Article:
The longest rail strike in a decade is over, but the need for a new way to deal with rail disruptions is as pressing as ever, say Alberta Wheat and Alberta Barley.
“The threat of strikes affecting grain movement is a recurring theme every few years and we need a long-term solution to ensure Canada can meet its export commitments,” Alberta Barley chair David Bishop said in a news release after a tentative deal was reached between CN and striking workers on Nov. 26.
“We still get questions from international customers about the grain backlogs of 2017-18, so we need to have a national conversation about how we can assure them that we have a reliable supply chain,” added Gary Stanford, chair of Alberta Wheat.
The tentative deal, announced just as this edition was going to press, still has to be ratified. But the effects will linger for some time, said the two crop commissions.
“Unfortunately, significant damage has already been done to farmers as a result of the work stoppage,” they said. “It will take time for CN to return to normal levels of service.”
The two farm groups said the federal government should consider making rail transport of grain an essential service.
“Canada’s longshoremen are already prevented from engaging in strikes that would impact the loading of grain vessels and the commissions believe those same provisions should be extended to rail.”
The eight-day strike, which put about 3,200 unionized workers on the picket line, affected not only grain movement, but also shipments of oil, potash, coal and manufactured goods to ports and the United States.
The striking conductors and yard workers had been demanding improved working conditions, including worker rest breaks.
The railway is highly profitable and could afford to improve safety measures, said the National Farmers Union, which supported negotiations over an imposed settlement.
“Nine CN rail workers have been killed on the job in the last two years — this is unacceptable,” the NFU said in a news release. “CN’s cost-cutting measures are padding shareholders’ pockets at the expense of workers’ lives and health.”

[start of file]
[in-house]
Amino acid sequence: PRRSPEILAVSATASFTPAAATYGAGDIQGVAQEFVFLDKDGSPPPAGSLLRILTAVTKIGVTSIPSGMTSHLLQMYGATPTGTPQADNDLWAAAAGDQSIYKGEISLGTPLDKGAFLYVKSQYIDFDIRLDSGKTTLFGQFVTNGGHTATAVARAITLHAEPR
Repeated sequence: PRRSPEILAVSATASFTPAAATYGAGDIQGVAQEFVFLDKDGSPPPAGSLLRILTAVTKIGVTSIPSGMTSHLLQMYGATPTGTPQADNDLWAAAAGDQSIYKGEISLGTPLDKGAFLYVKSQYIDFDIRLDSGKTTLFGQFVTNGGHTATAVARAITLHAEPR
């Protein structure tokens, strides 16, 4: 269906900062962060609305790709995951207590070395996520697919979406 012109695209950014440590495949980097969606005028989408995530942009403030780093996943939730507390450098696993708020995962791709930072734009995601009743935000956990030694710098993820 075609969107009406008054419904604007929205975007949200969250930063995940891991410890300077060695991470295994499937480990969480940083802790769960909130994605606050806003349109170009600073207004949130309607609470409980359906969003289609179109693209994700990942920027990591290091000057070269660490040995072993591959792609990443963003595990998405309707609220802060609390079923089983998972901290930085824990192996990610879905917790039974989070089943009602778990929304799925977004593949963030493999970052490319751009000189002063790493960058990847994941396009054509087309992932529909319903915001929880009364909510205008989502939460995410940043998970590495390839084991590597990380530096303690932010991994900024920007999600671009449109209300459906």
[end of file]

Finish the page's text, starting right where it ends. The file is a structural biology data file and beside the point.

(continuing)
The tentative deal brought relief for Prime Minister Justin Trudeau’s government, which was under pressure to intervene and stop the strike. The day before the tentative deal was struck, farmers facing propane shortages dumped wet corn in front of Trudeau’s local Quebec office.
“Now we can hope that things can get back to normal in quick fashion. It’s cost a lot of money to farmers already,” said Markus Haerle, chairman of the Grain Farmers of Ontario.
The strike left at least 35 vessels waiting at the West Coast to load grain shipments, said Mark Hemmes, president of Quorum Corp., which monitors the movement of Prairie grain for the federal government.
Many of the grain-handling facilities on the West Coast are serviced only by CN, he noted.
The north shore of Port of Vancouver’s Burrard Inlet is home to a major potash and coal export terminal as well as grain terminals operated by Cargill and Richardson International that are normally serviced only by CN.
A “trickle of cars” from CP was reaching the grain terminals, but they were “for all intents and purposes shut down” during the strike, said Wade Sobkowich, executive director of the Western Grain Elevator Association.
Teamsters Canada president Francois Laporte praised the federal government for allowing the workers to reach a negotiated settlement with CN.
“Previous governments routinely violated workers’ right to strike when it came to the rail industry,” he said. “This government remained calm and focused on helping parties reach an agreement, and it worked.”
But the impact will linger, said Bob Masterson, chief executive of the Chemistry Industry Association of Canada.
“This is great news but there’s still a number of difficult days ahead,” said Masterson.
Some plants producing hazardous chemicals had slowed production during the strike, he said. Based on past rail disruptions, CN is likely to start moving critical commodities first — such as propane for farms and homes and chlorine for drinking water — leaving other shippers to wait days or weeks for service, Masterson said.
Miners were facing hefty costs due to lost sales and plant disruptions and it could take a week for every day of disrupted service to restore normal operations, said Brendan Marshall, vice-president of economic and northern affairs at the Mining Association of Canada.